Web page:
It is a pity that the BBC has lost the Premiership highlights rights to ITV. Their presentation has always been, and still is far superior. However the amount being paid to football is excessive and totally unjustified - unless the money is to be put into local football.
I am a pretty easy-going guy - I have never expressed my comments to something like this before. I heard the news on Radio 2 . This is disgusting. All the hype about a ratings war for Euro 2000 - what ratings war? The BBC coverage has always been far superior to anything ITV offer - even when Des went across. Can we not lobby the Premier League?
Considering the Director General made it his personal mission to hold onto Premier League rights, this is terrible news. Is £20 million a year too much to pay? I don't think so. What has happened to all the money that used to be used for other sporting rights but which is no longer needed. BBC presentation is the best in the business and I want to see football where it belongs with our national broadcaster, not on inferior commercial TV.
My question is, what's the point in having a public broadcaster if it is not allowed to show the nation's favourite sport? It can't be right. The BBC should be allowed to negotiate an exclusive deal with the two football leagues to show highlights at least. The Premier League chairmen might be patting themselves on their backs at the great deals they've done but what happens if football falls out of favour again like it did in the 1980s? It will be the BBC that will be left to pick up the broadcasting pieces.
ITV's soccer coverage is a disgrace since Brian Moore retired. They have the FA Cup and the Champions League and neither have been covered in a manner that these prestigious competitions deserve. I dread to think what they will do with the Premiership.
It seems pretty obvious to me that the Premiership would not be the "best league in the world" if the BBC still held the TV rights.
The money the new deal will give the sport will surely ensure the that English league retains this position.
I will be sad to see the end of BBC coverage of the English Premiership. It is undoubtedly due to the BBC's coverage in the past that led to the current success of the league as well as other sports such as snooker and F1. The TV viewer and the armchair fan will be the losers in this new deal, as it will cost more to watch the games on pay-per-view than it did on the BBC. Will the BBC still have the rights to games in Scotland? Will the BBC be bringing us any games from abroad? Maybe South America for example?
Although it is a blow to the BBC, it has to look at the way it produces its sports coverage. The way that the other television companies had presented their programmes, i.e. cricket and F1 have made it more refreshing. The only downside is the constant interruptions for the adverts.
It's a simple matter of survival. The BBC can survive without football, Sky can't - therefore they are always going to justify higher bids
It is ridiculous, more and more money for the FA. Sport certainly isn't the main point, otherwise the BBC would still have the highlights programme. More and more money is all they want. In a few years time nobody will be able to afford the licenses. The BBC should have the highlights.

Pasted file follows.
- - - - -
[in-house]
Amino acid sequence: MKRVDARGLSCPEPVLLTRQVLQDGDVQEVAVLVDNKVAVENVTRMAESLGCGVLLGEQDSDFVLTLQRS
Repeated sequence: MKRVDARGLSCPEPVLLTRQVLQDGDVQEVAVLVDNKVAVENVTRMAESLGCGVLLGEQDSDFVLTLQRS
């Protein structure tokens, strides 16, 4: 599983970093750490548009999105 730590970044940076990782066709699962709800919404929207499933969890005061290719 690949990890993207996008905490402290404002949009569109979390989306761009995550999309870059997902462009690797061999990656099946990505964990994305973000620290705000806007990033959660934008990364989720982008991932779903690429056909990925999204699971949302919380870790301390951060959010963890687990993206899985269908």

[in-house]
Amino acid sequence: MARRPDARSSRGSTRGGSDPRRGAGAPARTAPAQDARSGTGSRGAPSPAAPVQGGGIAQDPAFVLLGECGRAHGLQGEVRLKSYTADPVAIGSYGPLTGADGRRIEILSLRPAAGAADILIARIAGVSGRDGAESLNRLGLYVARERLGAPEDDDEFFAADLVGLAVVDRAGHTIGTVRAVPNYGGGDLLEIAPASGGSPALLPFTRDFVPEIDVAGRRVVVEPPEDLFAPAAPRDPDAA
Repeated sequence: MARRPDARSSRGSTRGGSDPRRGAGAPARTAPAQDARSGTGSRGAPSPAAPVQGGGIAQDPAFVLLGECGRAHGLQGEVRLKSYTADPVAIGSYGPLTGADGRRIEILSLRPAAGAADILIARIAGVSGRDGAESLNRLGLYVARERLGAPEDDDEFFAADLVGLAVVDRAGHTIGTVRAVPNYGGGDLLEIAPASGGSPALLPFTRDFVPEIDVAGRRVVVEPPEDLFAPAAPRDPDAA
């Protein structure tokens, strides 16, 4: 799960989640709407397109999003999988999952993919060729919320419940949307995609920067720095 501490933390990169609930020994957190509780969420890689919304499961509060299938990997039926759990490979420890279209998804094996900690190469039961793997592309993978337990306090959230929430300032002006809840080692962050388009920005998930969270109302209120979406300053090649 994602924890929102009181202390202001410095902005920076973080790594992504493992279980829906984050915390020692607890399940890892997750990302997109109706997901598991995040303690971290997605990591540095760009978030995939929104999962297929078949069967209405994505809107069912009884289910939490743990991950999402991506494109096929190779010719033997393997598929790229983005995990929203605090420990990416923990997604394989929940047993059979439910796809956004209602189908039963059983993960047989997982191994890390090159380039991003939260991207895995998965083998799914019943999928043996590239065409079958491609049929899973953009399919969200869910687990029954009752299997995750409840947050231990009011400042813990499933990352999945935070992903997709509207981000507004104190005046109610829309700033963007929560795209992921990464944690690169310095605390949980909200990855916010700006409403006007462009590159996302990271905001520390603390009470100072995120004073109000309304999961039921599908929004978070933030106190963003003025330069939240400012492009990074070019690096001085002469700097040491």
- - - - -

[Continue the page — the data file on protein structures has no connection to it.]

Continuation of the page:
Derek Summers, England
What a disaster. While I acknowledge that Sky have raised the profile of the game and forced all TV stations to improve the standard of their coverage, I cannot help but think that this new deal will prove to be a long term disaster. The sheer amount of football on the screen is now in real danger of overload, and I feel that the vast amounts of money will not be fairly distributed.
I was shocked and saddened to hear that the BBC has now lost yet another one of its flagship sporting coverage programmes to the vastly inferior ITV. We hear that the rights to the FA Cup and other competitions are still up for grabs, but let's face it, the BBC are almost guaranteed to be outbid on these event too. Is there any way that the BBC could launch some sort of subscription sporting channel? I'd pay anything to see the BBC cover these events in preference to any other channel, given that they are head and shoulders above every other broadcaster in terms of quality.
Mick Westby, England
In my opinion, Sky had to win the rights otherwise there was no reason for having Sky sports channels.
As a sport and media student, I have extensively studied the effects of domination that companies such as Sky can have on terrestrial TV. If these companies gain all the rights for major league soccer then all the viewers that would normally watch it on BBC and ITV will be at a disadvantage. It isn't right that viewers should have to depend on multi-national companies to bring them a sport they should be able to watch on terrestrial television.
Reg Alderton, UK
The deal means that the big clubs such as Manchester Utd are getting richer, yet at the same time the grass roots of football, i.e. 1st, 2nd and 3rd Divisions are getting nothing like the amount of funding the Premier League gets.
It's sad that this new deal means that "Match of the Day" is over. However, there will now be highlights on both Saturdays and Sundays, and hopefully at the same times each week. If the new ITV highlights programme is up to scratch then it will not be the end of the world.
14 Jun 00 | FA Carling Premiership
BBC loses Premier League rights